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China Signals Wait-and-see Stance On Big Jet Orders

An Airbus A320neo ‘quiet jet’ comes in to land at the ILA Berlin Air Show in Schoenefeld, south of Berlin, Germany, June 4, 2016.

China and France will study the need for cargo planes and long-haul jets “in due course,” a joint statement said on Friday, following a state visit by French President Emmanuel Macron.

The comments suggest a more muted stance on the prospect for significant orders of large Airbus jets compared with the planemaker’s best-selling A320neo medium-haul model, for which it is doubling production capacity in China.

“The two countries will in due course study the freight and long-haul needs of Chinese airlines, depending on the recovery and development of China’s air transport market and fleet,” the statement wrapping up Macron’s visit to Beijing said.

It also welcomed an agreement giving delivery clearance for 150 A320neo and 10 A350 jets that Airbus had already sold to China. No new airplane orders were announced during the visit.

Airbus is marketing a freighter version of its A350 jet and is keen to sell more wide-body passenger jets to China. It opened an A350 completion centre there in 2021.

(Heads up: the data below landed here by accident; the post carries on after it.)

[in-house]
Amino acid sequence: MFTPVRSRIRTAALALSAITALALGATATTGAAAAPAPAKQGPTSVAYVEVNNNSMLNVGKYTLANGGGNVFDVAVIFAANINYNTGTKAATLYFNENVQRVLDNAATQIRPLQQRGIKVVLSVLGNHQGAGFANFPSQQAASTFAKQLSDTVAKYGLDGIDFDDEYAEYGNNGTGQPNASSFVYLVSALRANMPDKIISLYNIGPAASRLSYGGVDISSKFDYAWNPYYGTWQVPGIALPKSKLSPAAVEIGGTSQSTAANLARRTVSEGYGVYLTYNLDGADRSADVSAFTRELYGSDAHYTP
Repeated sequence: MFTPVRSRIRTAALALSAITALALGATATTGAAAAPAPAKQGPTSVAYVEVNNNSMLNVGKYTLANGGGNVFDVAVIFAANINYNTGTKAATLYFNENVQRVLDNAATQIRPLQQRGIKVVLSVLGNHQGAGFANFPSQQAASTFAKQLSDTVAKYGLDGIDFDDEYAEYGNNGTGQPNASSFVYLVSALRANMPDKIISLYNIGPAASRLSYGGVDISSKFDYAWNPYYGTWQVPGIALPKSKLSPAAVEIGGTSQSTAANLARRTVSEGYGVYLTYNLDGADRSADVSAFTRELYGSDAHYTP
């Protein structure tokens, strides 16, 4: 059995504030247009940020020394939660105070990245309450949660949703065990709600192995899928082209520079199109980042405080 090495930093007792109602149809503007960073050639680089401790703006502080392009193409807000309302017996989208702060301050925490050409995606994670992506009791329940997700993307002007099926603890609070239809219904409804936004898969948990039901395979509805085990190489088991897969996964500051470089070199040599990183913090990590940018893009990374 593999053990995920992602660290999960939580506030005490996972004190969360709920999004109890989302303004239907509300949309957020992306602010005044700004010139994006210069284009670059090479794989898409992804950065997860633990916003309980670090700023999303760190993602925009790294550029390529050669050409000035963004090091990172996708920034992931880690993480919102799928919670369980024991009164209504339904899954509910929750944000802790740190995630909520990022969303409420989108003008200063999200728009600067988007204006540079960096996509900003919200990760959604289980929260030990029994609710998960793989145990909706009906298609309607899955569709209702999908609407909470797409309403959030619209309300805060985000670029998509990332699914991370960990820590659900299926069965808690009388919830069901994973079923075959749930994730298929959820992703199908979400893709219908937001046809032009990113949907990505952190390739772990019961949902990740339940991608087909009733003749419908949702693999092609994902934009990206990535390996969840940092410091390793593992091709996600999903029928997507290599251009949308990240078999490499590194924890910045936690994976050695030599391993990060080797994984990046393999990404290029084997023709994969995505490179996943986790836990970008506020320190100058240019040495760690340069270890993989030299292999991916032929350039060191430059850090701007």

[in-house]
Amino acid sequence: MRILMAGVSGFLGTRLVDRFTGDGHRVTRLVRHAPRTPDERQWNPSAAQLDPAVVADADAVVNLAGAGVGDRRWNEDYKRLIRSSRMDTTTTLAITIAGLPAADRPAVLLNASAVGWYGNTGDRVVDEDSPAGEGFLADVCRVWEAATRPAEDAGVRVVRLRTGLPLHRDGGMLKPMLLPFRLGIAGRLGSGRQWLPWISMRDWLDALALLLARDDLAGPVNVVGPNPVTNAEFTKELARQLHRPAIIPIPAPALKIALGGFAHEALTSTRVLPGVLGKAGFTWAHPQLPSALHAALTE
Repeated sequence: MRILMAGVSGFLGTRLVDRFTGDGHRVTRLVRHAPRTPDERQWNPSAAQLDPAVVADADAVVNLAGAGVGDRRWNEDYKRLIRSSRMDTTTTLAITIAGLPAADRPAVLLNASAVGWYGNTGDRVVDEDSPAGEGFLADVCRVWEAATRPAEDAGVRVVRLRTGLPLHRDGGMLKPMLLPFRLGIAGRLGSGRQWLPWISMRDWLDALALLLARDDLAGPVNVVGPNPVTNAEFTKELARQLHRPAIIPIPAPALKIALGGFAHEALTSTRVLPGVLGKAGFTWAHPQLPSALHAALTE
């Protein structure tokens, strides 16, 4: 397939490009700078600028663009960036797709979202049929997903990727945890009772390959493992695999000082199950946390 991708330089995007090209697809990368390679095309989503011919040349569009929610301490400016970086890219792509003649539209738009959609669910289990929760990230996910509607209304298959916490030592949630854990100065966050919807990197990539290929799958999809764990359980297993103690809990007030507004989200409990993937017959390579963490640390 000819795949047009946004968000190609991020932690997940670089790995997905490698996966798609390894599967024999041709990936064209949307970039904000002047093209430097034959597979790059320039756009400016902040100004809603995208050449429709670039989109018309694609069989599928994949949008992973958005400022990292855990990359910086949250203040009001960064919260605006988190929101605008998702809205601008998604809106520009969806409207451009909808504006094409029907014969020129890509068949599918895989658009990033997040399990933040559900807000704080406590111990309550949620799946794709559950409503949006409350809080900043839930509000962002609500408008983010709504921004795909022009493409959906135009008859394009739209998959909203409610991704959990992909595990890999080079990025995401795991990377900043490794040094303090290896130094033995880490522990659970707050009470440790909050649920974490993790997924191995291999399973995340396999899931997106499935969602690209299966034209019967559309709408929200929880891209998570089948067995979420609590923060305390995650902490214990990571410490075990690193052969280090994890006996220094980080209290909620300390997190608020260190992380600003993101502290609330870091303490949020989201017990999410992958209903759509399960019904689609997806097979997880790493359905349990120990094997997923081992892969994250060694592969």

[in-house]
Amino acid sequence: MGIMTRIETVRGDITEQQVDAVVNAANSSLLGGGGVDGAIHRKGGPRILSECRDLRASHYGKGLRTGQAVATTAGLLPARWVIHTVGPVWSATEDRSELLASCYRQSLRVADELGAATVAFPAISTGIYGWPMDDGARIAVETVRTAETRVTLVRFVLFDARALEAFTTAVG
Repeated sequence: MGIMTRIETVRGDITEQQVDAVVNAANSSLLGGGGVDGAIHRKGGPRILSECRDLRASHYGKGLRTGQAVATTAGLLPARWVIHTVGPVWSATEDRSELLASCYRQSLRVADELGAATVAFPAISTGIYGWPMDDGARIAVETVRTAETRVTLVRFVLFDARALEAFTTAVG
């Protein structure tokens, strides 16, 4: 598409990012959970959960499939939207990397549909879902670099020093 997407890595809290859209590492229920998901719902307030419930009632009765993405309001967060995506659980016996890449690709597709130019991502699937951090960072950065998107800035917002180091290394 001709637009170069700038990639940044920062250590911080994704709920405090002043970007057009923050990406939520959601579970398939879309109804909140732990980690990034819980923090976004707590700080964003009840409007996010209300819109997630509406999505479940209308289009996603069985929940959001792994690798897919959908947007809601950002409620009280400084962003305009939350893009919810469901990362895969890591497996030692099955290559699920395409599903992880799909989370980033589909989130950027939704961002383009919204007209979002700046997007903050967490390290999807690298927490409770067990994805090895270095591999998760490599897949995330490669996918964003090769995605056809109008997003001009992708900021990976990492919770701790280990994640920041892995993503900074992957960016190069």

While domestic traffic has rebounded to pre-pandemic levels after extended COVID-19 lockdowns, international traffic is at about 30% of 2019 levels.

Rival Boeing had been expected to secure a large order for its wide-body 787 before a chill in Sino-U.S. relations left the planemaker partially frozen out of China.

With international demand still behind the rebound in domestic flying, analysts have said airlines have time to wait for an eventual detente and ensure maximum competition before making major long-haul fleet choices.

The statement also said European and Chinese regulators would accelerate certification involving the Airbus H175 helicopter, Dassault Aviation 8X business jet and Harbin Y12F turboprop.

The H175 was co-developed by Airbus Helicopters and Chinese aerospace conglomerate AVIC and is often used for ambulance or police service. The Chinese version is certified in the country but the French-produced one has yet to win the Chinese safety approval needed before it can be exported to China.

Airbus Helicopters, the world’s largest civil helicopter maker, separately announced a major deal for its new multi-mission H160 with the sale of 50 units to Chinese lessor GDAT.

The deal was signed during Macron’s visit and is the biggest since the helicopter, which is designed for missions like oil and gas or servicing wind farms, was launched in 2015.